In The News

Marilyn Mosby’s Civil Case Hurt by DOJ Investigatuion

Five of the six officers have filed a lawsuit against Marilyn Mosby and Assistant Sheriff Samuel Cogen for malicious prosecution in the Freddie Gray case.  Mosby has tried to have the suit tossed twice unsuccessfully as the judge believed they had an excellant chance of winning the case.  Those odds have now gone up significantly, after the DOJ decided there was not enough evidence to get a conviction against any of the six officers.  The DOJ also found that witness statements about Gray being tasered and/or beaten were false by overwhelming evidence to the contrary.

This decision is especially damaging to the case against Mosby and Cogen.  It proves that there was no probable cause to go after the officers and certainly not at the level charged by Mosby.  Although six officers were charged in Gray’s death, two were exonerated in court and then Mosby dropped the charges on the other four defendants.

But as to add ridiculousness to incompetence, the city of Baltimore is going to try the officers departmentally in order to punish them for crimes that were never committed as were held up by two criminal trials and an extensive DOJ investigation.  I believe it’s because the city of Baltimore and it’s leaders are racist, considering most of the six officers are people of color.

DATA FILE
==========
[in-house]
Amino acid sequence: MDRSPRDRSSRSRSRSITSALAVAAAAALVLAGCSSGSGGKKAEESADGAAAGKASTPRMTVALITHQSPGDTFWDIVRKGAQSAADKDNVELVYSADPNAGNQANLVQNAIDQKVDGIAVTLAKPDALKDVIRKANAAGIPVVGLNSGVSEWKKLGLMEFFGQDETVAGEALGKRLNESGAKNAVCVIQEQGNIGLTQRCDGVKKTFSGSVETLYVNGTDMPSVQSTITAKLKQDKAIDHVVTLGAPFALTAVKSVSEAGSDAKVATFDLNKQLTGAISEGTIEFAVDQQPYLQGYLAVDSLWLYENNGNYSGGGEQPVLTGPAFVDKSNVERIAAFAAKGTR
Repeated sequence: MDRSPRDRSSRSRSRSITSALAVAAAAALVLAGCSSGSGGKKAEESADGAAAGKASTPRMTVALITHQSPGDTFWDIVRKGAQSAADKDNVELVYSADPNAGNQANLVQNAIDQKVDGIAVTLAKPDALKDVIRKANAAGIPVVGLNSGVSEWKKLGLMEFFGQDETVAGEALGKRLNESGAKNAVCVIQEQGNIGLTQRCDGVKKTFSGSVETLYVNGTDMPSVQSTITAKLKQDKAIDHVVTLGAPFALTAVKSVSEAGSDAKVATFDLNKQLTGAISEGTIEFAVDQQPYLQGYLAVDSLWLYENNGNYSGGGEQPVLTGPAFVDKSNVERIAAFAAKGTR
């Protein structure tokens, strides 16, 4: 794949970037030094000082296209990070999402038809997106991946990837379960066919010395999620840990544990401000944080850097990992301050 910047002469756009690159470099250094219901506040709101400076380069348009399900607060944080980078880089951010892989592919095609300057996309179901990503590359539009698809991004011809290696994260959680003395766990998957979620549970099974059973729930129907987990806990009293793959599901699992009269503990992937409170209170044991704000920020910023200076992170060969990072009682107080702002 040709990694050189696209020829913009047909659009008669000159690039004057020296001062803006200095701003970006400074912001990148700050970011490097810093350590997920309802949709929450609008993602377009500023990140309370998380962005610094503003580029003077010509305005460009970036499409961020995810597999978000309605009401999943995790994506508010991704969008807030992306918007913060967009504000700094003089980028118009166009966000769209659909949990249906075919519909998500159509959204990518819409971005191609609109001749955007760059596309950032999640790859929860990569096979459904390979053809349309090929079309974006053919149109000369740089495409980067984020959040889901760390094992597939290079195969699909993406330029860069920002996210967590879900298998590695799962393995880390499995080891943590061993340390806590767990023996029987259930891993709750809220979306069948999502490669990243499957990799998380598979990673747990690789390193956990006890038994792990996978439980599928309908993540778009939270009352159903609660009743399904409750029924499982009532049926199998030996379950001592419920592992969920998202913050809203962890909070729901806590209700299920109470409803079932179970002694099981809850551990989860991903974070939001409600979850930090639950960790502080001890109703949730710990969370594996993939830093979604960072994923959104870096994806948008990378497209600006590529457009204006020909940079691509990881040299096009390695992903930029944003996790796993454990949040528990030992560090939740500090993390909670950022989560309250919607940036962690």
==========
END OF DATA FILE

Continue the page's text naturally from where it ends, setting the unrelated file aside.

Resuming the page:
The six officers had charges ranging from second-degree depraved-heart murder to manslaughter, reckless endangerment, and misconduct in office. The most severe charges centered around the officers failing to seatbelt Gray in the back of the transport van, which is likely the policy violation which Officer Caesar Goodson, Lt. Brian Rice, and Sgt Alicia White are set to be fired for.

“To the extent that the officers violated department policy in failing to seatbelt Gray, those failures suggest civil negligence rather than the high standard of deliberate indifference,” the DOJ said in its report.

The state’s entire criminal case was built on the theory that officers could not assist each other with any part of an arrest without fully reviewing the other officer’s evidence and probable cause and making their own independent determination that the arrest was lawful. Impractical at any time, impossible with a violent or resisting suspect.

H/T Bluelivesmatter

Click to comment
To Top